Friday, July 14, 2017

The Delights of BAROQUE MUSIC

Baroque music is instantly recognisable. It is the beautiful expressive music that accompanies many historic films. The uplifting instrumental music that is often used in advertising, and in public campaigns. Why is it so often used? Because it has an unique ability to lift the human spirit, and to set a mood of sublime enjoyment.

Baroque is the style of classical music composed between approximately 1600 - 1750. It is often divided into the Early Baroque, which lasted until the mid 17th century, and saw the initial development of the style. The Middle Baroque, until the late 17th century, and finally the Late Baroque, which ends with the deaths of both J.S.Bach and G.F. Handel in 1759.

J.S. Bach
The name 'baroque', comes from the Portuguese word 'barocco', meaning a strangely shaped pearl. It was a considerable departure from the established music of the time, and must have seemed quite unusual to a contemporary audience.From the outset it was music of the spirit, and of the emotions. Intended to express some of the most profound states of human experience.

Baroque music has a number of particular characteristics which underpin its performance. A strong projection of emotion, and a sense of underlying spirituality. It is a style which makes deliberate use of strong contrast to heighten dramatic effect, for example contrasting different sections of a piece against each other. With slow and fast sections, perhaps.a simple theme set against a complex elaboration and development. All to achieve the maximum dramatic effect. Indeed the whole idea of linking melody and bass dates from this period, with a strong bass part providing a solid foundation and structure on which to build and elaborate the different themes and contrasting elements.

G. F. Handel
For the novice to classical music, there are many notable composers of the Baroque period that are well worth taking the time to listen to. One of the joys of this music lies in personally discovering the many treasures to be experienced, as you explore this music of four hundred years ago.Yet which is still so accessible to us today.

It is generally accepted however, that three composers in particular symbolise the main achievements of the baroque. Johann Sebastian Bach (1685-1750), George Frideric Handel (1685- 1759) and Antonio Vivaldi (1678-1741). While many others such as Corelli, Purcell and Scarlatti were also important in the development of this new music.

With such a treasure trove of baroque pieces to choose from, it is difficult to know where to begin. But the enthusiastic listener wishing to gain a greater understanding of the style could well consider the following pieces in their initial exploration. From the works of J.S. Bach, a good choice would be the famous Brandenburg Concertos. Bach wrote this set of six concertos in 1721, and dedicated them to Christian Ludwig, Margrave of Brandenburg. They form perhaps the first musical jobapplication,as Bach was hoping for employment with the Margrave. Sadly for Bach, the job offer never materialised, but the Brandenburg Concertos remain an acknowleged masterpiece of the baroque.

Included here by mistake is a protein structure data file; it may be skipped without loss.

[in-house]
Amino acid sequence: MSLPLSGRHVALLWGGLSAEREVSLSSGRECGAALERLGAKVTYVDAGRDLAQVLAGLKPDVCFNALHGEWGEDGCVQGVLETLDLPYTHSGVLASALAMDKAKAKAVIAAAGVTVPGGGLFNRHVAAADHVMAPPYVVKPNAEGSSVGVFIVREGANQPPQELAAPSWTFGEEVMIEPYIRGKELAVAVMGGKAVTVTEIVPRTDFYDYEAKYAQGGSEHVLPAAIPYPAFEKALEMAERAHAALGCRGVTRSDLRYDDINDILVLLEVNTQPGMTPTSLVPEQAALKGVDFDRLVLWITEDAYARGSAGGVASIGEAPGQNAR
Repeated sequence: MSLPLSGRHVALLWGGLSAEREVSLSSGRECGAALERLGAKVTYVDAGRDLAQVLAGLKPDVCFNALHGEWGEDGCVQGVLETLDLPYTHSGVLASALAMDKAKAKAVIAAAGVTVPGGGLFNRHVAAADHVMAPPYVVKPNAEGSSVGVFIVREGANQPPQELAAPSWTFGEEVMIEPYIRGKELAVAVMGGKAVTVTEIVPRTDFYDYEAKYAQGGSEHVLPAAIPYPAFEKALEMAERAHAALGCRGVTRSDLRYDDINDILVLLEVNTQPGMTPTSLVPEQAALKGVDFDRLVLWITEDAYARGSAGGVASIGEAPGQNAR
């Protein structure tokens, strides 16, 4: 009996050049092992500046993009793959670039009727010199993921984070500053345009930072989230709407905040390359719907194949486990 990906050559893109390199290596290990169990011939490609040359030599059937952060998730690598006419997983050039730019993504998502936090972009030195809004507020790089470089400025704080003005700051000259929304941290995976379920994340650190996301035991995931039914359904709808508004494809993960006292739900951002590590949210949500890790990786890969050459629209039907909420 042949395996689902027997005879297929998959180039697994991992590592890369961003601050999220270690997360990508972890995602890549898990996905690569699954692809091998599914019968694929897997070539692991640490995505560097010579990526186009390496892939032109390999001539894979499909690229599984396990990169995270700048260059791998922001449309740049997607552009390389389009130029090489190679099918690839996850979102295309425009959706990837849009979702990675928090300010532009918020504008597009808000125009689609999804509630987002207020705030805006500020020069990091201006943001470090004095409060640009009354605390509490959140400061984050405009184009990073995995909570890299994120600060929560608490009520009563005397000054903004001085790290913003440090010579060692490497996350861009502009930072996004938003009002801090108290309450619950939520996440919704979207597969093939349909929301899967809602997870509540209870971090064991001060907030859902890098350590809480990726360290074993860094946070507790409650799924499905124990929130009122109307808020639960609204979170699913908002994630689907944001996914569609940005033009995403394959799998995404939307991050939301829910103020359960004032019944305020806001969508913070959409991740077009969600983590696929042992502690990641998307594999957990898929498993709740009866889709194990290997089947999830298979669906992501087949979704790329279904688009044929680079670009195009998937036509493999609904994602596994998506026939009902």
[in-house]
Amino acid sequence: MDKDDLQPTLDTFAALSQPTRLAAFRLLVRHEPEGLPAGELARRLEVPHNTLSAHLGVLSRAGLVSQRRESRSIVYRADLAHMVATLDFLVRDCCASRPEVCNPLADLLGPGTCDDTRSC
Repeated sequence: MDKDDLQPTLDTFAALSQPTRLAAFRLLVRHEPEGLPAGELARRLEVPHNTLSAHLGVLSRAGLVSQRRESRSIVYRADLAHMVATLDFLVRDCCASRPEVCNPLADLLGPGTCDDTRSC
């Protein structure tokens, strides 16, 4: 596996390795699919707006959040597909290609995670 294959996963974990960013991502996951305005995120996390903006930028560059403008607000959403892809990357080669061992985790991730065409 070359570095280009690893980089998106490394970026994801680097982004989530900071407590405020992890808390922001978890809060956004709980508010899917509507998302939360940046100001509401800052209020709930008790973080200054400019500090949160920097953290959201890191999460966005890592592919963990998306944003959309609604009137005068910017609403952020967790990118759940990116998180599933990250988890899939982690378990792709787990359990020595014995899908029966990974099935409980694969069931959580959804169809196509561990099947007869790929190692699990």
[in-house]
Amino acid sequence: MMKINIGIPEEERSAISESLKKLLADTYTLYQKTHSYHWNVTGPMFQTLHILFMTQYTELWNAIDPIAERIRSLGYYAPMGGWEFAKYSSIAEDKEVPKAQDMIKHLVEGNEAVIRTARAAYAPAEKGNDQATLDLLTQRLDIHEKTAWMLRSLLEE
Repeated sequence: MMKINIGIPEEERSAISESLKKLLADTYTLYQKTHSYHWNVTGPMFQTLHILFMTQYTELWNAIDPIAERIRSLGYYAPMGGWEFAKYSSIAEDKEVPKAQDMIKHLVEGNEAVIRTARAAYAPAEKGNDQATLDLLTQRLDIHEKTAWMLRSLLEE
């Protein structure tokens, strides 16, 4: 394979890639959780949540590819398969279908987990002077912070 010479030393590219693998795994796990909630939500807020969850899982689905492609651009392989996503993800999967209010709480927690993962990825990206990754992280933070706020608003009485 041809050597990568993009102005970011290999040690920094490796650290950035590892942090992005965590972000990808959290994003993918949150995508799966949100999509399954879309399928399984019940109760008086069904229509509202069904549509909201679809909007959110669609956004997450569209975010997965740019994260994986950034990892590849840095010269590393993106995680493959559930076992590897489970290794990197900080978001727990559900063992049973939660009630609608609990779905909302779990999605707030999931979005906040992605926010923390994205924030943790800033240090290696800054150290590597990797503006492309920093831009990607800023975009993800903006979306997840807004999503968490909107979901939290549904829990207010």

A. Vivaldi
A perennial favourite for lovers of this genre, has always been G.F.Handel's Water Music Suite. Composed in 1717 for an elaborate river party on the Thames, attended by King George 1. Some fifty musicians were on board the concert barge, which followed the King's own barge in stately progress down the river.The powerful and beautiful music was so popular with his majesty, that he is said to have requested the musicians to perform it for two further encores. While Handel's oratorio The Messiah, composed in 1741, is perhaps one of the most famous choral pieces of all time.

The Italian influence was strong throughout the baroque period, and in the works of Antonio Vivaldi we have one of its finest exponents. Vivaldi is famous for the sheer number of pieces he produced in his lifetime. Yet an enduring favourite, and one which can be recommended to anyone new to baroque music, is the set of four violin concertos called The Four Seasons. This remarkable piece composed in 1723, is an evocative musical picture of each of the seasons of the year, Spring, Summer, Autumn and Winter.Each section attempts to show the character of the particular season, from the energy of spring, through the mellowness of autumn, to the icy sharpness of winter.

Baroque music was the music of the Enlightenment,of new developments in science, philosophy and literature. Of hope and optimism, a belief in humanity and its great potential for progress. A celebration of profound feeling and inspired vision that still has the power to entrance us in its magic today.

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